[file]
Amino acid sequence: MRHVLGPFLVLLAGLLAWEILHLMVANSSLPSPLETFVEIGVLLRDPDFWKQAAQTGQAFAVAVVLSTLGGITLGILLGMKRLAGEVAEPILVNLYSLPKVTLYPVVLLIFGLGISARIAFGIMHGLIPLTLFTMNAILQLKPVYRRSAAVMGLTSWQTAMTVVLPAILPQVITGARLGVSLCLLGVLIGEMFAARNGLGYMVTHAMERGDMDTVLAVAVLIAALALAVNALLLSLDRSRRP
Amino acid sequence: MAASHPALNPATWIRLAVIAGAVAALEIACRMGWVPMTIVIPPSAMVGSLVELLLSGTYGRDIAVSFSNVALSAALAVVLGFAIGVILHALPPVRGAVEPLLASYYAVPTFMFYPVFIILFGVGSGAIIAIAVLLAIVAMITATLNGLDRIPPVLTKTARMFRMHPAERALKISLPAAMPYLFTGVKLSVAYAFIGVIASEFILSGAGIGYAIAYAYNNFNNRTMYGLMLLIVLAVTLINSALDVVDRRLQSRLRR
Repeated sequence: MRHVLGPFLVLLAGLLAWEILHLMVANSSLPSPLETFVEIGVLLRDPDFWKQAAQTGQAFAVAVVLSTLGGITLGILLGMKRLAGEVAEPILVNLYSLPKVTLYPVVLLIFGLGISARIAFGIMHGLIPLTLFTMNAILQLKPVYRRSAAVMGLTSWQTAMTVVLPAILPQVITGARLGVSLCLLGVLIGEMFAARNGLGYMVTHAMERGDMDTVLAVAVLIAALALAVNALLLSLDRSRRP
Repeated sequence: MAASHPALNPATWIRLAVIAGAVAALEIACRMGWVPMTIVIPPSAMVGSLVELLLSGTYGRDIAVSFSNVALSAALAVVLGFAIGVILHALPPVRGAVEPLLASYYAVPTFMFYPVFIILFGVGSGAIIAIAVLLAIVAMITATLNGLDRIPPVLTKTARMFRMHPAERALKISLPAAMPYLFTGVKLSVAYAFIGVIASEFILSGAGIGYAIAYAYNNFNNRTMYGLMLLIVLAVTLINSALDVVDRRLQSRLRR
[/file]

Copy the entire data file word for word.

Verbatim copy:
Amino acid sequence: MRHVLGPFLVLLAGLLAWEILHLMVANSSLPSPLETFVEIGVLLRDPDFWKQAAQTGQAFAVAVVLSTLGGITLGILLGMKRLAGEVAEPILVNLYSLPKVTLYPVVLLIFGLGISARIAFGIMHGLIPLTLFTMNAILQLKPVYRRSAAVMGLTSWQTAMTVVLPAILPQVITGARLGVSLCLLGVLIGEMFAARNGLGYMVTHAMERGDMDTVLAVAVLIAALALAVNALLLSLDRSRRP
Amino acid sequence: MAASHPALNPATWIRLAVIAGAVAALEIACRMGWVPMTIVIPPSAMVGSLVELLLSGTYGRDIAVSFSNVALSAALAVVLGFAIGVILHALPPVRGAVEPLLASYYAVPTFMFYPVFIILFGVGSGAIIAIAVLLAIVAMITATLNGLDRIPPVLTKTARMFRMHPAERALKISLPAAMPYLFTGVKLSVAYAFIGVIASEFILSGAGIGYAIAYAYNNFNNRTMYGLMLLIVLAVTLINSALDVVDRRLQSRLRR
Repeated sequence: MRHVLGPFLVLLAGLLAWEILHLMVANSSLPSPLETFVEIGVLLRDPDFWKQAAQTGQAFAVAVVLSTLGGITLGILLGMKRLAGEVAEPILVNLYSLPKVTLYPVVLLIFGLGISARIAFGIMHGLIPLTLFTMNAILQLKPVYRRSAAVMGLTSWQTAMTVVLPAILPQVITGARLGVSLCLLGVLIGEMFAARNGLGYMVTHAMERGDMDTVLAVAVLIAALALAVNALLLSLDRSRRP
Repeated sequence: MAASHPALNPATWIRLAVIAGAVAALEIACRMGWVPMTIVIPPSAMVGSLVELLLSGTYGRDIAVSFSNVALSAALAVVLGFAIGVILHALPPVRGAVEPLLASYYAVPTFMFYPVFIILFGVGSGAIIAIAVLLAIVAMITATLNGLDRIPPVLTKTARMFRMHPAERALKISLPAAMPYLFTGVKLSVAYAFIGVIASEFILSGAGIGYAIAYAYNNFNNRTMYGLMLLIVLAVTLINSALDVVDRRLQSRLRR